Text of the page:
Similar to the embodiment described for FIG. 16A, sample B can be encased in a vacuum-sealed bag (Block 770). The bag can be weighed and the weight recorded in Col. C of the worksheet shown in FIG. 10B. In certain embodiments an inner bag is used with the outer bag to hold the coarse aggregate sample. Both weights can be obtained together. The sample B weight can be obtained and recorded in Col. D (typically about 2000 g+/−1 gram. The sample can be placed in the inner bag. Where the inner bag comprises air channels, this surface feature may present a rough or coarse texture defining air channels (to facilitate air removal during evacuation), this side may be oriented to be down where the bulk of the weight of the sample can rest during the evacuation procedure. The weight of the sample in the bag should be supported on a support surface such as a table when filling and handling to protect against punctures. The inner bag and sample can be inserted into the outer sealant bag and then placed into the vacuum chamber. The sample can be spread (typically by hand) so as to be substantially evenly distributed about the surface of the chamber in the bag(s).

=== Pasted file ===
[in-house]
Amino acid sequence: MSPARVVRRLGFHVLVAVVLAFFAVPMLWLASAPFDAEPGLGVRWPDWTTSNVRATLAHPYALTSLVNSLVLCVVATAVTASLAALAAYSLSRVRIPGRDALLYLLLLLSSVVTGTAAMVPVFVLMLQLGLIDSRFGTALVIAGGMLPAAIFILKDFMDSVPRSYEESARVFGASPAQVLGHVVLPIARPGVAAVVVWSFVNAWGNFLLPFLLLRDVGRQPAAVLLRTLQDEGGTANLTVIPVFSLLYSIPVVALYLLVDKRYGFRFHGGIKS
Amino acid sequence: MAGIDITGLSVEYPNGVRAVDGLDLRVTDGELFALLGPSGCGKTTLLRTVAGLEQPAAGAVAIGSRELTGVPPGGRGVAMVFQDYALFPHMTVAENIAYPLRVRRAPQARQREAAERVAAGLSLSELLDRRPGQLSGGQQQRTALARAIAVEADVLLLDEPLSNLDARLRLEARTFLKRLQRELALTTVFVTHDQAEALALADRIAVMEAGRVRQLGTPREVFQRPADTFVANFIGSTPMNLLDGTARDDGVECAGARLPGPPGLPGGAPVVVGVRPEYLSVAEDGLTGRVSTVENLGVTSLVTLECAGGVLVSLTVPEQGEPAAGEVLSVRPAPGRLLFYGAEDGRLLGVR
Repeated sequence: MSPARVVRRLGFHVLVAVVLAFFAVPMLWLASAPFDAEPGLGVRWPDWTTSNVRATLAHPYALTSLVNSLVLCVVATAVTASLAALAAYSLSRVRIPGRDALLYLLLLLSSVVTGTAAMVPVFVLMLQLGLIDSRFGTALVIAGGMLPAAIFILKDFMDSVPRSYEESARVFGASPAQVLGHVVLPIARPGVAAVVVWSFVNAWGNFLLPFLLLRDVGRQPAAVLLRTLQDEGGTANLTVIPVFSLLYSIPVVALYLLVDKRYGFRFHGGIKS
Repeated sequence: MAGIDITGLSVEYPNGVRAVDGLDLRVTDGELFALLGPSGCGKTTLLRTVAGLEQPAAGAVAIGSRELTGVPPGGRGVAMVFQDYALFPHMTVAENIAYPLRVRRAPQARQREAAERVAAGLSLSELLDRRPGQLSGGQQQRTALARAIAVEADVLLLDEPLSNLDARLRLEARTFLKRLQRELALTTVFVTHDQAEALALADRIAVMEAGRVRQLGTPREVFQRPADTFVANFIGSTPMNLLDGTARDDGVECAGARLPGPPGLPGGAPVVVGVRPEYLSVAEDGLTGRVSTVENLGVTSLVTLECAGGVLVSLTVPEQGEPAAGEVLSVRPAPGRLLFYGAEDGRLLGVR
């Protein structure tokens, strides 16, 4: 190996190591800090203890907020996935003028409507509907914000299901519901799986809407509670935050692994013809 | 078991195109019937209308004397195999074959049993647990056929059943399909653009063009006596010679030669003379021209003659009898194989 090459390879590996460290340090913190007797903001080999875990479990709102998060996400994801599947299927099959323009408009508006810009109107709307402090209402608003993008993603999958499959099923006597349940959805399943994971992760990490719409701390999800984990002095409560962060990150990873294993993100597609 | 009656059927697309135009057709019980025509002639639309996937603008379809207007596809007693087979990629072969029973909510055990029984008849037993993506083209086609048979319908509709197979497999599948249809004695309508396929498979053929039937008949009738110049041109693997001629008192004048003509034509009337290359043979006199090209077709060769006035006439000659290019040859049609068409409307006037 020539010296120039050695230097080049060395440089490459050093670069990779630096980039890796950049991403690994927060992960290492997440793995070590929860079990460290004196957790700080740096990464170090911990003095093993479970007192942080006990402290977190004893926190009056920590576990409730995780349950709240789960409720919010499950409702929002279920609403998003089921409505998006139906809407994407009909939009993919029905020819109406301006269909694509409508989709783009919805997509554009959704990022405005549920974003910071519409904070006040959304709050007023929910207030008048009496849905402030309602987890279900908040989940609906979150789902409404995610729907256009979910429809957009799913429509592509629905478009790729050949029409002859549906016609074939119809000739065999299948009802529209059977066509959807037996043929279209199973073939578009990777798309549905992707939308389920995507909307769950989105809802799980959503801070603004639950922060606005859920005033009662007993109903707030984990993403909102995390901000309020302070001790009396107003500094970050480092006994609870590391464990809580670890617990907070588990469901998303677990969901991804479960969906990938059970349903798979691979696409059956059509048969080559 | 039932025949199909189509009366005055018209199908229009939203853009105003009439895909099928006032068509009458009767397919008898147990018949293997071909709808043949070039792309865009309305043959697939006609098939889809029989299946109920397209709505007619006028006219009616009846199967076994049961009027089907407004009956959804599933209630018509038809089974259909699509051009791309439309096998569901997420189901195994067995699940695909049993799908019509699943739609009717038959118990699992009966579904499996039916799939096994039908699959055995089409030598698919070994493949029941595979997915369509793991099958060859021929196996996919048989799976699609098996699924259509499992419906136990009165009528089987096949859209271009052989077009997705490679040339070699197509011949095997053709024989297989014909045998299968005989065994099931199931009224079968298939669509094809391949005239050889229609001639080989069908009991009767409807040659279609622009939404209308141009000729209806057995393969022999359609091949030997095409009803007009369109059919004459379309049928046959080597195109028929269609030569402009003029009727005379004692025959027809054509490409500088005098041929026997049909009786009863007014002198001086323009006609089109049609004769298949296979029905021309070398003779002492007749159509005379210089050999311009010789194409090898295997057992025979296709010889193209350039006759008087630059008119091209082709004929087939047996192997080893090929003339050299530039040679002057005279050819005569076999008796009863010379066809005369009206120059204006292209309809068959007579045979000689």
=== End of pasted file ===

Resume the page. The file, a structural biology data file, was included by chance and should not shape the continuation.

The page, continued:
As before, the encased material specimen is immersed in a liquid bath (Block 780), and the bag is cut open while it is immersed in the liquid (Block 785). The opening can be propped open a sufficient distance to allow liquid/water to freely enter therein. Any residual air bubbles can be allowed to escape. Although not individually sealed, access to the inner bag can be had via the cut and the inner bag can also be propped open too to allow the water to enter therein. The opening can be a cut inserted into one upper corner of the bag (see FIG. 18B). The opening can be a relatively small opening introduced in one side with a size of about 3-4 inches. A second opening of similar size and position can then be introduced into the other side (Block 786). The second opening may be introduced after water has substantially filled in the bag. Any excess air/vapor can be squeezed out of the upper corners of the bag by running fingers across the top of the bag and forcing the gas out of the cut openings.